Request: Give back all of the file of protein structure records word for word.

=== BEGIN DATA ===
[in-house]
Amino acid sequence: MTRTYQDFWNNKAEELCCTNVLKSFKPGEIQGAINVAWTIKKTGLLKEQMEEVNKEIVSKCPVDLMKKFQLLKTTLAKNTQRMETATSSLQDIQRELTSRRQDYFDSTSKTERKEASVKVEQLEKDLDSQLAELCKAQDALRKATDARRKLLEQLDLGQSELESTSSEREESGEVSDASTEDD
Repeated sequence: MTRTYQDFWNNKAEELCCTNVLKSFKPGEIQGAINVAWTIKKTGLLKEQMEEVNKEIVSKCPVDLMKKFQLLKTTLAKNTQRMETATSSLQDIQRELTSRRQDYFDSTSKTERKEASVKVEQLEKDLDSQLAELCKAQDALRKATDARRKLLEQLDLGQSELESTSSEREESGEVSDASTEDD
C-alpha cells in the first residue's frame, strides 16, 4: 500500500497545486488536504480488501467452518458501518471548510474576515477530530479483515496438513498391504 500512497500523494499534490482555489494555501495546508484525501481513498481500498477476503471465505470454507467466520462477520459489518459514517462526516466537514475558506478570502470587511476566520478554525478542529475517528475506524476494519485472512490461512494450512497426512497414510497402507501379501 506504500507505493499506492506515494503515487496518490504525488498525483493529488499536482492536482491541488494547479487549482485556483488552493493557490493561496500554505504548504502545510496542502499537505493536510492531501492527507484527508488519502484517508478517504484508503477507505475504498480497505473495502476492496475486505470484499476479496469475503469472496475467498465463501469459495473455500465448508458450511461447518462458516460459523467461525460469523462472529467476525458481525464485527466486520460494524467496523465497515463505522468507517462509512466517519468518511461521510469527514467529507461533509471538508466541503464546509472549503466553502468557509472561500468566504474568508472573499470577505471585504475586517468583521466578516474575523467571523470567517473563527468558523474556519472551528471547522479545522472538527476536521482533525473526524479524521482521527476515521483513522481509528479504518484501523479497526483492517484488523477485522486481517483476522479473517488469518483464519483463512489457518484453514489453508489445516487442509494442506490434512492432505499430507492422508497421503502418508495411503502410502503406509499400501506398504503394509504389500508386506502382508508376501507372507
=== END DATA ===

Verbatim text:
[in-house]
Amino acid sequence: MTRTYQDFWNNKAEELCCTNVLKSFKPGEIQGAINVAWTIKKTGLLKEQMEEVNKEIVSKCPVDLMKKFQLLKTTLAKNTQRMETATSSLQDIQRELTSRRQDYFDSTSKTERKEASVKVEQLEKDLDSQLAELCKAQDALRKATDARRKLLEQLDLGQSELESTSSEREESGEVSDASTEDD
Repeated sequence: MTRTYQDFWNNKAEELCCTNVLKSFKPGEIQGAINVAWTIKKTGLLKEQMEEVNKEIVSKCPVDLMKKFQLLKTTLAKNTQRMETATSSLQDIQRELTSRRQDYFDSTSKTERKEASVKVEQLEKDLDSQLAELCKAQDALRKATDARRKLLEQLDLGQSELESTSSEREESGEVSDASTEDD
C-alpha cells in the first residue's frame, strides 16, 4: 500500500497545486488536504480488501467452518458501518471548510474576515477530530479483515496438513498391504 500512497500523494499534490482555489494555501495546508484525501481513498481500498477476503471465505470454507467466520462477520459489518459514517462526516466537514475558506478570502470587511476566520478554525478542529475517528475506524476494519485472512490461512494450512497426512497414510497402507501379501 506504500507505493499506492506515494503515487496518490504525488498525483493529488499536482492536482491541488494547479487549482485556483488552493493557490493561496500554505504548504502545510496542502499537505493536510492531501492527507484527508488519502484517508478517504484508503477507505475504498480497505473495502476492496475486505470484499476479496469475503469472496475467498465463501469459495473455500465448508458450511461447518462458516460459523467461525460469523462472529467476525458481525464485527466486520460494524467496523465497515463505522468507517462509512466517519468518511461521510469527514467529507461533509471538508466541503464546509472549503466553502468557509472561500468566504474568508472573499470577505471585504475586517468583521466578516474575523467571523470567517473563527468558523474556519472551528471547522479545522472538527476536521482533525473526524479524521482521527476515521483513522481509528479504518484501523479497526483492517484488523477485522486481517483476522479473517488469518483464519483463512489457518484453514489453508489445516487442509494442506490434512492432505499430507492422508497421503502418508495411503502410502503406509499400501506398504503394509504389500508386506502382508508376501507372507